Read the entire article here.

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For Some Americans Of MENA Descent, Checking A Census Box Is Complicated

Posted in Articles, Census/Demographics, Media Archive, Politics/Public Policy, United States on 2017-03-11 20:18Z by Steven

For Some Americans Of MENA Descent, Checking A Census Box Is Complicated

Code Switch: Race and Identity, Remixed
National Public Radio

Kat Chow

For years, advocates have pushed the Census Bureau for a box for people of Middle Eastern or North African descent. Now, the bureau recommends one. Some worry the data may be misused in surveillance.
Chelsea Beck/NPR

When Atoosa Moinzadeh filled out past census forms, she found herself in a racial identification conundrum. Moinzadeh identifies as Iranian American. But the census forms don’t have a box for Iranian American. The closest she could come to identifying herself the way she wanted was to choose the box for “white,” which had “Middle East” listed as an example.

That wasn’t quite right for her.

“I’ve always identified as not white, and so the expectation to check off ‘white’ on forms has never felt accurate to me,” Moinzadeh said. She has brown skin and grew up in a white neighborhood in a Seattle suburb. Like many other people of Middle Eastern or North African descent, the world did not treat Moinzadeh as white. And so, on past census forms, Moinzadeh would select the box for “other” and write in “Iranian American.”…

Now, after years of advocacy groups pressuring the U.S. Census Bureau to create a separate geographic category for people of Middle Eastern or North African (MENA) descent, the bureau is recommending that MENA be added to the 2020 census. That could mean that the approximately 3.7 million Arab-Americans in the U.S. might have their own box to check off.

Collecting accurate demographic information is crucial, especially for ethnic minority communities, since data gleaned from census forms affects funding for services such as voter protections or English as a second language programs in schools, and also is included in research on topics like housing discrimination. And in 2015, when the bureau tested potential new categories, including MENA, it found that people of Middle Eastern or North African descent would check off the MENA box when it was available; when it wasn’t, they’d select white.

But with policies and political rhetoric that are anti-immigrant, anti-refugee and anti-Muslim, some worry the MENA census category might be used against the very people it’s supposed to include. “The downside is concerns about misuse of this data and how it could be used by the government in a time of national crisis,” said Ibrahim Hooper, the communications director for the Council on American-Islamic Relations. Concerns like these have been around for almost as long…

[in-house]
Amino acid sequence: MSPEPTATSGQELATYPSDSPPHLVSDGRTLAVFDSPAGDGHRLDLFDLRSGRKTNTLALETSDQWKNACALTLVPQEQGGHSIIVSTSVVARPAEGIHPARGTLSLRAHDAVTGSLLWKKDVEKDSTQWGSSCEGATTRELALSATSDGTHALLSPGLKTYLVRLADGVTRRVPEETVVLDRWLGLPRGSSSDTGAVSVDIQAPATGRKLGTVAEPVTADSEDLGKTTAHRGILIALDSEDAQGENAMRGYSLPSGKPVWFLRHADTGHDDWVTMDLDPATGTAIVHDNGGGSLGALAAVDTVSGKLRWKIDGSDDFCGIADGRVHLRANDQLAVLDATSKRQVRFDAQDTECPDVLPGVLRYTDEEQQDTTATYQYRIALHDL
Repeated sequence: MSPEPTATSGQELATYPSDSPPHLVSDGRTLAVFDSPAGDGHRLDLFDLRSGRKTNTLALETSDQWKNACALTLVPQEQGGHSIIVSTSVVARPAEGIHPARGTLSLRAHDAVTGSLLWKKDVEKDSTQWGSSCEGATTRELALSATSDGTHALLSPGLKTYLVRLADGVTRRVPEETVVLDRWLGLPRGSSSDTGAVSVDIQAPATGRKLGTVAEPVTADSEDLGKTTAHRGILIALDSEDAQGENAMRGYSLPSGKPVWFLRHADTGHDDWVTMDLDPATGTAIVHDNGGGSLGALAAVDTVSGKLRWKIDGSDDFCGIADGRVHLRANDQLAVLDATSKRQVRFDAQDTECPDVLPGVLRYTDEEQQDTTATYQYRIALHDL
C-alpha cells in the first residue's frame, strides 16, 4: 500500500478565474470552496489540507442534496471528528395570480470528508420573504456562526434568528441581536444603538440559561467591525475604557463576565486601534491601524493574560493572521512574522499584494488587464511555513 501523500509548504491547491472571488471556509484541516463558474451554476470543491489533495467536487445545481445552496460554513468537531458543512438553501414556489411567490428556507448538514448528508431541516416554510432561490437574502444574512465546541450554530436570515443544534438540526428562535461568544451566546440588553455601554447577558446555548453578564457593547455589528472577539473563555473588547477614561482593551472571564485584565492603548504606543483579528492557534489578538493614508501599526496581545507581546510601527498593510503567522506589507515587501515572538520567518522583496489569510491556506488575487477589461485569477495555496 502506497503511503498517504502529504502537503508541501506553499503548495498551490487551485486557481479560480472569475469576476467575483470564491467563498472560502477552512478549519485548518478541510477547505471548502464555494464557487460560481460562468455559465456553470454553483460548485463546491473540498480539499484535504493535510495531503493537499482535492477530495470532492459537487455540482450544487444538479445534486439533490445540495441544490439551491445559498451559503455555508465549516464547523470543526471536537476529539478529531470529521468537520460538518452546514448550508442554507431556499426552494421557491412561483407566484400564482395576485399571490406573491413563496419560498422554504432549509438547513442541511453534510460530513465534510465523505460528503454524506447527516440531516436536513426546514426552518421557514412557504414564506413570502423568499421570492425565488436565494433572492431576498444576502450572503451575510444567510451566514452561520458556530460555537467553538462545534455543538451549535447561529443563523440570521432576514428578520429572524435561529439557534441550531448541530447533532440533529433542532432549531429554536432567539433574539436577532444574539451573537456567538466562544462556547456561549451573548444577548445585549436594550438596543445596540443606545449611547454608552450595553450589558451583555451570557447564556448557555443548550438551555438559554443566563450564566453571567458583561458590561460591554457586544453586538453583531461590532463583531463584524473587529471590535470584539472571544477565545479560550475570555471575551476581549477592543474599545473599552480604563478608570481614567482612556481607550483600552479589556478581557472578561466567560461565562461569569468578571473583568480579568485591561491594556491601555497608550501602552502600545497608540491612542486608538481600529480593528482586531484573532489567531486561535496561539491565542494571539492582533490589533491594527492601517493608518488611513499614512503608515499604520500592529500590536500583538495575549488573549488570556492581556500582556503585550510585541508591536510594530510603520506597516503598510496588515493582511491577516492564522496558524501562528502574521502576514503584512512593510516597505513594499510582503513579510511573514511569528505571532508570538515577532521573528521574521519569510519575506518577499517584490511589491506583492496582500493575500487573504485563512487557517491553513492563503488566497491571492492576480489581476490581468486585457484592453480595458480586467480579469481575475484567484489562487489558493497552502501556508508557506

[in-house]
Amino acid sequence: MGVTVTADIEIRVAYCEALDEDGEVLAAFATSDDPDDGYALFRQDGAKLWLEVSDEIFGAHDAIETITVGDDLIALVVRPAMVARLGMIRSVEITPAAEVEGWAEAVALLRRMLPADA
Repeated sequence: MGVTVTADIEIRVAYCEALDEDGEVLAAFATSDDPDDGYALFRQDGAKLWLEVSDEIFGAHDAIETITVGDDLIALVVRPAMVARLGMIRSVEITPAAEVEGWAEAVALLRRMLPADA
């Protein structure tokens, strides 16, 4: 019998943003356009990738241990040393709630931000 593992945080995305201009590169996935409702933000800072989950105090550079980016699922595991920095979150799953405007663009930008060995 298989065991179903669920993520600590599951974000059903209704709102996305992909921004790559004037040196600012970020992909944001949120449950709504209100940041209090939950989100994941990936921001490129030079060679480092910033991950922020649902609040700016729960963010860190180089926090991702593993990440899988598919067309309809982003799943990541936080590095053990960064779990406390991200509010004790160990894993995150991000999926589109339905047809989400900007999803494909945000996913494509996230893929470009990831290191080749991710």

Read the entire article here.

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The ambiguity of racial categories

Posted in Articles, Census/Demographics, Latino Studies, Media Archive, Social Science, United States on 2015-07-01 13:54Z by Steven

The ambiguity of racial categories

The Washington Post

Andrew Gelman, Professor of Statistics and Political Science
Columbia University, New York, New York

Racial classification has been in the news lately with the story of Rachel Dolezal, the NAACP official who is ethnically white but characterized herself as black until the story came out:

The allegation lit up the Internet, fueled by Ms. Dolezal’s apparent refusal to give a direct answer about her racial background, and by family photos of her as a blue-eyed teenager with straight blond hair.

What does it mean to be white, or black, or mixed-race?

These questions are not going away. Richard Perez-Pena reports:

The number of American adults with mixed-race backgrounds is three times what official census figures indicate… The Pew Research Center survey found that 6.9 percent of adults in the United States were multiracial, based on how they identify themselves or on having parents or grandparents of different races. By comparison, the 2010 census reported 2.1 percent of adults, and 2.9 percent of people any age, as multiracial, based on people’s descriptions of themselves or others in their households. (Hispanics are considered an ethnic group, not a race.)…